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Int Rev Neurobiol. 2006;72:131-47.

Towards a valid nosography and psychopathology of catatonia in children and adolescents.

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Department of Child and Adolescent Psychiatry, Hôpital Pitié-Salpétrière, AP-HP Université Pierre et Marie Curie, 47 bd de l'Hôpital, 75013 Paris, France.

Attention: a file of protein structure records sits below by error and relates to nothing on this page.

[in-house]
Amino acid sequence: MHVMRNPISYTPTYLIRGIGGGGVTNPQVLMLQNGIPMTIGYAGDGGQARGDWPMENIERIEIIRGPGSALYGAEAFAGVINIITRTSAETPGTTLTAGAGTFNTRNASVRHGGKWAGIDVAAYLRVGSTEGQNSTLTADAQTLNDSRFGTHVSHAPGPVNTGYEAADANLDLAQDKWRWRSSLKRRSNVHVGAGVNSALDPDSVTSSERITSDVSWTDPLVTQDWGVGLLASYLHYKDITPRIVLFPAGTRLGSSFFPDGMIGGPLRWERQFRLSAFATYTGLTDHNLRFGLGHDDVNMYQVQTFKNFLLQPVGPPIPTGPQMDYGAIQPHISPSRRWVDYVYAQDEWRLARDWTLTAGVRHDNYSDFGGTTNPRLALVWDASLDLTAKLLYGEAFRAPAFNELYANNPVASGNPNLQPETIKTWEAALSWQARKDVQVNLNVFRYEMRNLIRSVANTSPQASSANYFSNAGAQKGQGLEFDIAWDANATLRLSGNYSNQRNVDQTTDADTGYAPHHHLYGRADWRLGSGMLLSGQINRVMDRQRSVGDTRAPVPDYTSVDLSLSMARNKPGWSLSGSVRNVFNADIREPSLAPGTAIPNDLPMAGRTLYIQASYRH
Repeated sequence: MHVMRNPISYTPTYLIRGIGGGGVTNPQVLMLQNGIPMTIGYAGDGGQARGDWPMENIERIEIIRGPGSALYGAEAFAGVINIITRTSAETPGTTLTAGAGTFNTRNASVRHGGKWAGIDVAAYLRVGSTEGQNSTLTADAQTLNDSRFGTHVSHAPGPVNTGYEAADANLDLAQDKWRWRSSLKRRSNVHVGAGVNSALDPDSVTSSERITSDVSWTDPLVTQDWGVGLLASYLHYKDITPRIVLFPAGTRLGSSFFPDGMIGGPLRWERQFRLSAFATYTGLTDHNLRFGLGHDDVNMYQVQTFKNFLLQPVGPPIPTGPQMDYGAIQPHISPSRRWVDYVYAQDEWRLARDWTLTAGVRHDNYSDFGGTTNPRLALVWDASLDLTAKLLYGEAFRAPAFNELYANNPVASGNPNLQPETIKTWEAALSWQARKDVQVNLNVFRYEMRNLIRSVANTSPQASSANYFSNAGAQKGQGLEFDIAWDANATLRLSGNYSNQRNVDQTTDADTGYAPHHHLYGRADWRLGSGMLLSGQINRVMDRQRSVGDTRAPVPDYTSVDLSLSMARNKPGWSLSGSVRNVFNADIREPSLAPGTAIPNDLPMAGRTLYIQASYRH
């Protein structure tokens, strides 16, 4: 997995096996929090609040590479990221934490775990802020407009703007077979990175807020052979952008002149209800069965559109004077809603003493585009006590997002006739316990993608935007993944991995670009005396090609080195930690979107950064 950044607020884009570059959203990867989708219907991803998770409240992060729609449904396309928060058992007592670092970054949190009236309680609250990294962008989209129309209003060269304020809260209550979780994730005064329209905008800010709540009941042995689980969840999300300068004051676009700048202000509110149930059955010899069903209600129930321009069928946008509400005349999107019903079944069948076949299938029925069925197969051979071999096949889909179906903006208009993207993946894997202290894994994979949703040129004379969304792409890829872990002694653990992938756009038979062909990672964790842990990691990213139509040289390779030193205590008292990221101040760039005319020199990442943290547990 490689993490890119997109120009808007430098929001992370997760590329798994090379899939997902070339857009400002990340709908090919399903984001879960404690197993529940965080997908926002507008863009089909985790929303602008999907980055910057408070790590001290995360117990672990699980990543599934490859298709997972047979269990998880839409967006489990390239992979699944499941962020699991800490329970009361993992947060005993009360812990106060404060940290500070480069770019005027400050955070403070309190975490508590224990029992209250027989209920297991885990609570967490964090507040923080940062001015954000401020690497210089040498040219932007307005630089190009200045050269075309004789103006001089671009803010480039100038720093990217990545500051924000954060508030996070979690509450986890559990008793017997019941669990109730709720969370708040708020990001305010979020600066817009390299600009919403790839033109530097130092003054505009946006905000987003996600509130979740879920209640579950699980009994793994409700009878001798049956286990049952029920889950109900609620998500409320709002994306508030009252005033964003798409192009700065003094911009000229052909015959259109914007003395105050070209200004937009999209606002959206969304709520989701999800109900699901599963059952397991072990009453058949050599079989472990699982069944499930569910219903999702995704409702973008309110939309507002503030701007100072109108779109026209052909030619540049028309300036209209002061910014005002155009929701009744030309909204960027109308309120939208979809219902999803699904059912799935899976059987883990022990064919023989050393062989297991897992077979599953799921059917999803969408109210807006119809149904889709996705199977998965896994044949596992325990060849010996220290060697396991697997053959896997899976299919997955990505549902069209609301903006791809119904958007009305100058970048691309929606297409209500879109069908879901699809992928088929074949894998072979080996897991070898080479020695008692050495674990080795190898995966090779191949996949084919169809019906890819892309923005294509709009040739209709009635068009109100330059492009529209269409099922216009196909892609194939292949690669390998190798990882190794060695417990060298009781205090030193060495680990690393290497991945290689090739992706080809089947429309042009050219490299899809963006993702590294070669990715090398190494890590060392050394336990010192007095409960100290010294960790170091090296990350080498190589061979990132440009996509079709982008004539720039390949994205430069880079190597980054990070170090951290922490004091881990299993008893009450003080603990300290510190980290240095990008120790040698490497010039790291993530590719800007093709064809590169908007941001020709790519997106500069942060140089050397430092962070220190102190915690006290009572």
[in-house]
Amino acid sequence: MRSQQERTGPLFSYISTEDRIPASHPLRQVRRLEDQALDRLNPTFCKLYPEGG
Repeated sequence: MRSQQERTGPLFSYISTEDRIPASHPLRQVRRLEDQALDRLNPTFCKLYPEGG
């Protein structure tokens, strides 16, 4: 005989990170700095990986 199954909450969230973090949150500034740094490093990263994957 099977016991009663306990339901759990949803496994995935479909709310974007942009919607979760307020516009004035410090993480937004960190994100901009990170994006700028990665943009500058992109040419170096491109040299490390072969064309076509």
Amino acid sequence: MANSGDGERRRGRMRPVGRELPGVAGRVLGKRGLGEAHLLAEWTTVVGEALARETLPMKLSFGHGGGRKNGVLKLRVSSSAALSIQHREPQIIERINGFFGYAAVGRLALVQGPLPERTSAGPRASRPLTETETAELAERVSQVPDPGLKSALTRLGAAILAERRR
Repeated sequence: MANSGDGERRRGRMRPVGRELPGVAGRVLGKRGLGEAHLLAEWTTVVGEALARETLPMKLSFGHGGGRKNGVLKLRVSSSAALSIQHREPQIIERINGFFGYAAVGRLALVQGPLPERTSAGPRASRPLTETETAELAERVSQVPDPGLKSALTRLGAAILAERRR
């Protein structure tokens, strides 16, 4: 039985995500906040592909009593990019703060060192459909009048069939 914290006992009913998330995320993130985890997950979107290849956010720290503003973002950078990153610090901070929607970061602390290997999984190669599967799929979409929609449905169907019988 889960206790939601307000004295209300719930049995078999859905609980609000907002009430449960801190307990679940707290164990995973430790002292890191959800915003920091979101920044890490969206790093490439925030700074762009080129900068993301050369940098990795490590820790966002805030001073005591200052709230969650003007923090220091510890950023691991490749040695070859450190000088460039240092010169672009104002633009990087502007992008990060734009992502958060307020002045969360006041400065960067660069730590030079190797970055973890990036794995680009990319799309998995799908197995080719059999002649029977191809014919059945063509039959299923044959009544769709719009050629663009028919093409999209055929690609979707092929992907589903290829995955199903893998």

Paraphrasing Taylor and Fink (2003), catatonia needs "a home of its own" in child and adolescent psychiatry. Limited but expanding literature supports that catatonia in children and adolescent can be identified reliably among other childhood conditions, is sufficiently common, treatable with the same specific treatments as adult catatonia (e.g., sedative drugs and electroconvulsive therapy), and can be worsened by other treatments (e.g., antipsychotics). Other findings in child and adolescent catatonia suggest that sex ratio and associated disorders may differ, and the proposed classification of Taylor and Fink (2003) needs modification. Adopting a broader diagnostic schedule may accommodate both child, adolescent, and adult catatonia. A psychomotor automatism variant should be included as a diagnosis, as well as specifiers for associated disorders such as acute nonpsychotic anxious state and pervasive developmental disorder. Duration of illness should be specified as acute or chronic. Regardless of associated psychiatric disorders, this chapter describes a new psychopathological model. Three main modalities of movement dysfunction in catatonic subjects are listed: (1) adherence to delusional ideas leading to a psychomotor automatism (De Clérambault, 1927); (2) resistance to delusional thinking or conviction; and finally (3) hyperanxious states. Case-vignettes illustrate the model, and future research directions are identified.

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